Vigorous Exercise Not Tied to Increased Risk of Adverse Events in Rare Heart Condition
Vigorous exercise does not appear to increase the risk of death or life-threatening arrhythmia for people with hypertrophic cardiomyopathy (HCM), according to a study supported by NIH.
HCM is a rare, inherited disorder that causes the heart muscle to become thick and enlarged and affects 1 in 500 people worldwide. It has been associated with sudden cardiac death in young athletes and other young people. However, the study, published in JAMA Cardiology, found that people with the disease who exercise vigorously are no more likely to die or experience severe cardiac events than those who exercised moderately or not at all.
The observational study, the largest and most extensive to explore the relationship between HCM and exercise, was funded by NHLBI and questions restrictions from exercise that are often recommended for anyone who has the disease.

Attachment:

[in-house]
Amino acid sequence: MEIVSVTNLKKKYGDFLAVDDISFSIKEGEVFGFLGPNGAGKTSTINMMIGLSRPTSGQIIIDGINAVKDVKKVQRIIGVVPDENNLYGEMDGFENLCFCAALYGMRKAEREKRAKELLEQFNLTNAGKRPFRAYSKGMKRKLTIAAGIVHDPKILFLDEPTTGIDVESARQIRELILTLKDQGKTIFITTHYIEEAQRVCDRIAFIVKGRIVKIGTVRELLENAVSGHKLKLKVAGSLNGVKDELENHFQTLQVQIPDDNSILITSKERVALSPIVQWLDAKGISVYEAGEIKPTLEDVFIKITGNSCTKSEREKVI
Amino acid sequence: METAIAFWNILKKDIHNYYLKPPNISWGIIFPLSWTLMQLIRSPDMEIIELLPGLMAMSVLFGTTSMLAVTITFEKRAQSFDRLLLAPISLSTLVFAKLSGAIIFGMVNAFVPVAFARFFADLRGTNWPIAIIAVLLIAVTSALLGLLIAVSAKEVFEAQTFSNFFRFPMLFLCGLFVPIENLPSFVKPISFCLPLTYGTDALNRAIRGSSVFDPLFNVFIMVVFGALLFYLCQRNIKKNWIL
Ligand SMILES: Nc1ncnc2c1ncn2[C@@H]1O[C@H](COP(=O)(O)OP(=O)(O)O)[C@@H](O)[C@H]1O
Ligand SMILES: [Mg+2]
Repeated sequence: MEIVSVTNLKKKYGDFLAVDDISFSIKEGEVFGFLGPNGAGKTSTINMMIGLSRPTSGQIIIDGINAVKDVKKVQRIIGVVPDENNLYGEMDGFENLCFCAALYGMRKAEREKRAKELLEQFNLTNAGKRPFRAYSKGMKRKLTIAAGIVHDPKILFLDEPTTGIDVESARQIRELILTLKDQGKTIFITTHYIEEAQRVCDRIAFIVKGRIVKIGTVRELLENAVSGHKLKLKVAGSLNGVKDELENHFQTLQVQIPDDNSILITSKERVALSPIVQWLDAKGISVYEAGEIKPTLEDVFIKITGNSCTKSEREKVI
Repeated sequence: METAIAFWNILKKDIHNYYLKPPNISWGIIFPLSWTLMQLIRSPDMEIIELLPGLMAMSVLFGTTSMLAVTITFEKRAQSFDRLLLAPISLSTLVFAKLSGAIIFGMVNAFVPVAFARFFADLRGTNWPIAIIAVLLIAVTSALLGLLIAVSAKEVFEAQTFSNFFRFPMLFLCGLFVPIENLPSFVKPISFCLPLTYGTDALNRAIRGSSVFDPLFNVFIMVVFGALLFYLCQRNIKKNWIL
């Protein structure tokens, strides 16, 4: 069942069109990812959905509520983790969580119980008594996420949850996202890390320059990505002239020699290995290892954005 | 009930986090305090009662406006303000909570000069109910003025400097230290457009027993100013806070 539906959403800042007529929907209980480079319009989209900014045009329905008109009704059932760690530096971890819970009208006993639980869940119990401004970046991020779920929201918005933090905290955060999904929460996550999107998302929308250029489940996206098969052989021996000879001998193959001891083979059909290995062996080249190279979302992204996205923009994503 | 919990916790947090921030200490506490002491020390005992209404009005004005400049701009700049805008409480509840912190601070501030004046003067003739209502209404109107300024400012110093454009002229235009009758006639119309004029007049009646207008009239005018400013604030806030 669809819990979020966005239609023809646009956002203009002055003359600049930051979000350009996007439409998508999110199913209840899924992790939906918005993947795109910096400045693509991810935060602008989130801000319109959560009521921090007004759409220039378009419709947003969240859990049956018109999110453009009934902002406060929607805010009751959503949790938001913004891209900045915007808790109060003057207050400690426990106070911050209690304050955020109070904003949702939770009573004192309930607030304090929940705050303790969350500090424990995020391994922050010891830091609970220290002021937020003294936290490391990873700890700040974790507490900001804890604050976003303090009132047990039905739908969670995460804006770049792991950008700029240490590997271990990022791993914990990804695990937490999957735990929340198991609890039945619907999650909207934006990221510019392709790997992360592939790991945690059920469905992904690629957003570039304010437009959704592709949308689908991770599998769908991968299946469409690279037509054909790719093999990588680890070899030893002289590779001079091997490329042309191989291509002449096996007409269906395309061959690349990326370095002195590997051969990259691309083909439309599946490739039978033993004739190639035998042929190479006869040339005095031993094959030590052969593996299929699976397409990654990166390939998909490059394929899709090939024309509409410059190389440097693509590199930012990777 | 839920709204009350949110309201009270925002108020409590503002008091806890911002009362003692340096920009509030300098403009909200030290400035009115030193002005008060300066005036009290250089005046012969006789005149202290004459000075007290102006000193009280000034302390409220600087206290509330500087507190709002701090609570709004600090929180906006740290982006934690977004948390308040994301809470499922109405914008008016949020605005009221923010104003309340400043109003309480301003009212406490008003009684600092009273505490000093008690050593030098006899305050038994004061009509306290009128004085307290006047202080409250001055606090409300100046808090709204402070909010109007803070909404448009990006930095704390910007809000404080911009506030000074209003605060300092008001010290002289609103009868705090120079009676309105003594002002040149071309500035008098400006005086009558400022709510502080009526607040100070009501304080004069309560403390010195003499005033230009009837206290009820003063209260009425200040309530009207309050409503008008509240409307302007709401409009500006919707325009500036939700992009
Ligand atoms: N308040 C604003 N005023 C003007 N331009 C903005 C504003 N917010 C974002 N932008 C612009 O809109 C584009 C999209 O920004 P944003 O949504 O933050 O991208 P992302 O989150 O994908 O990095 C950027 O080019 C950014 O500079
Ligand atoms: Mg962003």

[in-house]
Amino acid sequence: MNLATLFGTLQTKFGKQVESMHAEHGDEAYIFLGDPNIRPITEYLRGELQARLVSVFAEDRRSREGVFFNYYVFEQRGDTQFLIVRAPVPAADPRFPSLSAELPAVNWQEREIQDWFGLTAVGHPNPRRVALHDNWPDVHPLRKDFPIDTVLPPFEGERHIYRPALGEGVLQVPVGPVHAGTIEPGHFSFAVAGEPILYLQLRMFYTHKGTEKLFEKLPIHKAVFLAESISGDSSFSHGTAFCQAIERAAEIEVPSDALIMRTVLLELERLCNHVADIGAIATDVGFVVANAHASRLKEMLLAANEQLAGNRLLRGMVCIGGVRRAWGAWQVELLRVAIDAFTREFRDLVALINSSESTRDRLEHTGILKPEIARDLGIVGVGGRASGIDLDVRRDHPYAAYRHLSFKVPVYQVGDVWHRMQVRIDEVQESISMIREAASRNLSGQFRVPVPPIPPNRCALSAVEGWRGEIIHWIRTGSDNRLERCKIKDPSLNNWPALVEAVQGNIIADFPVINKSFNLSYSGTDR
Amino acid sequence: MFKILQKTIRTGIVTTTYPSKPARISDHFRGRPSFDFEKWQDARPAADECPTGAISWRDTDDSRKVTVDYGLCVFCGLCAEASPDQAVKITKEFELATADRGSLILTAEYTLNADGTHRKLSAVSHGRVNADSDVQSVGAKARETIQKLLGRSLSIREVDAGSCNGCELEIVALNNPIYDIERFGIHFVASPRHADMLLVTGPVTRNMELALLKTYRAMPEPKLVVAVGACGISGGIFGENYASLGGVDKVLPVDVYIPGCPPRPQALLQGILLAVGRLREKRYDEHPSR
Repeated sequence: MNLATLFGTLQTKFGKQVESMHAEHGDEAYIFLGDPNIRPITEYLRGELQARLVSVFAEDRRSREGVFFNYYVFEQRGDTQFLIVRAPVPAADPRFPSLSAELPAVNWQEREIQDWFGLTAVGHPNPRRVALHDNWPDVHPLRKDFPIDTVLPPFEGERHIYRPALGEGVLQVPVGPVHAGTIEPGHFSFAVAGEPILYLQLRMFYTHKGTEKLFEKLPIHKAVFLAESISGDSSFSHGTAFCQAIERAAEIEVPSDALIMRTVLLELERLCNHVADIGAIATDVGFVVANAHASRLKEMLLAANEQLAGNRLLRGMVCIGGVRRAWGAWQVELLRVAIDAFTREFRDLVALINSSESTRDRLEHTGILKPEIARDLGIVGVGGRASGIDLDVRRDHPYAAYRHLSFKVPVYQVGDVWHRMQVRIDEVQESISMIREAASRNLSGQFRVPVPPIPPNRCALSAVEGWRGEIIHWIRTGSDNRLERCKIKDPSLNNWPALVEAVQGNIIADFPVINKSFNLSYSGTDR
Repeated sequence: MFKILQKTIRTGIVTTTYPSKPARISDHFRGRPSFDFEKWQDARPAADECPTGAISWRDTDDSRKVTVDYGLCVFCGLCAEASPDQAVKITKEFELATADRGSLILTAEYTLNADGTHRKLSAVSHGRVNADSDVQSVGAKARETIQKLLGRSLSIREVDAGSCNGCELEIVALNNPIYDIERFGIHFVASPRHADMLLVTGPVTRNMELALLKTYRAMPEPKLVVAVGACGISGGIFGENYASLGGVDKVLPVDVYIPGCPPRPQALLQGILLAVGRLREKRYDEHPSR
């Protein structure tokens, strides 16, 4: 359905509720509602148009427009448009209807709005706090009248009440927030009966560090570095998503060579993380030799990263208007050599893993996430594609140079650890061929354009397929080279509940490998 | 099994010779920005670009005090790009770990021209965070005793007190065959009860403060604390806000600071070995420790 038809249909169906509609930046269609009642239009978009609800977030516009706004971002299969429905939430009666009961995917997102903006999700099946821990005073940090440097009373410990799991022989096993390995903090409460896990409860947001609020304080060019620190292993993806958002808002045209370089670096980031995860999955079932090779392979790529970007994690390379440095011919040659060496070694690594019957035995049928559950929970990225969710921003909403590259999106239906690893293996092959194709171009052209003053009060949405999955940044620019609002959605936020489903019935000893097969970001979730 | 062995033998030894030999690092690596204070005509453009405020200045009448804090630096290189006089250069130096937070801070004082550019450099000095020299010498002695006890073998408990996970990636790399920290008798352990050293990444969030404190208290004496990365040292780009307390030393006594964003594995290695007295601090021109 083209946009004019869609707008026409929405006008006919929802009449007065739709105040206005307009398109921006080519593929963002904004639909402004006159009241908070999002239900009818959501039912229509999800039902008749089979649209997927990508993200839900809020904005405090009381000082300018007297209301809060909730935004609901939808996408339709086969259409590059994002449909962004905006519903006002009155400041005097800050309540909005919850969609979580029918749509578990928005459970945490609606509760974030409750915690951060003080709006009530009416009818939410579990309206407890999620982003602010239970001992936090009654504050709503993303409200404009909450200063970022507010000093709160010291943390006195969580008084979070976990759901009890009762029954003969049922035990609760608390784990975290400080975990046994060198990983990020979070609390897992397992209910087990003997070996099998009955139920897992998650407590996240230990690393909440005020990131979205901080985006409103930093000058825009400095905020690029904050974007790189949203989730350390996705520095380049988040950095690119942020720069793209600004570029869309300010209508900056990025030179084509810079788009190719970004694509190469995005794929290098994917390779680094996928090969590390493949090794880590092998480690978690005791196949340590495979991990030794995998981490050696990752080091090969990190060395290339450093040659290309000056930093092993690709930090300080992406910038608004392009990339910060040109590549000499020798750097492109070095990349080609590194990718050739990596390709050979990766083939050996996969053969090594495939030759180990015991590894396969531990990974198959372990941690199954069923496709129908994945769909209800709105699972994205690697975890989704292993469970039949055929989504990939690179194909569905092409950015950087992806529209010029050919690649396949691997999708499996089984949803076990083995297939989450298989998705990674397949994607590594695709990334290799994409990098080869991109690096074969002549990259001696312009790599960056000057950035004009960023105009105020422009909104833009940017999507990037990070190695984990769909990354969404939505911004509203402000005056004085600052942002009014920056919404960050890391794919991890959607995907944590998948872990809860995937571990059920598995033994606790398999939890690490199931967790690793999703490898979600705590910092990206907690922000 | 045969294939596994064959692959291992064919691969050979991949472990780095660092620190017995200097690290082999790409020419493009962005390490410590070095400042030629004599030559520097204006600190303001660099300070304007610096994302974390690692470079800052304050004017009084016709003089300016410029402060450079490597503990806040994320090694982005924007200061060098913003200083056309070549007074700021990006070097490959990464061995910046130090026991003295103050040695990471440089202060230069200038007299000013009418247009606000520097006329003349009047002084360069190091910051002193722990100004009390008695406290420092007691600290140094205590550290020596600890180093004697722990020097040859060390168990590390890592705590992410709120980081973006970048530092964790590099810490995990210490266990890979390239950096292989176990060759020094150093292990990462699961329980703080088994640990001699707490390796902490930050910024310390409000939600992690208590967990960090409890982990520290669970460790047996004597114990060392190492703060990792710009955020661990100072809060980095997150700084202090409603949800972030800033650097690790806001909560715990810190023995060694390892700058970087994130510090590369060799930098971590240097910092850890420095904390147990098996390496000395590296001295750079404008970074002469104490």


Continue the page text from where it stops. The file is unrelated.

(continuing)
“Based on these data, we’re learning that we don’t need to universally restrict HCM patients from participating in vigorous exercise, something that’s so important to all of us,” said Dr. Rachel Lampert of Yale School of Medicine, one of the principal study authors and a practicing cardiologist who is an expert in arrhythmias in HCM. “Individuals with this condition should talk to a health care provider with expertise in HCM about getting back on the field, back in the pool and back on the court, if that’s what they want to do. Getting an expert evaluation is key to determining degree of risk for all HCM patients, and critical before going back to play.”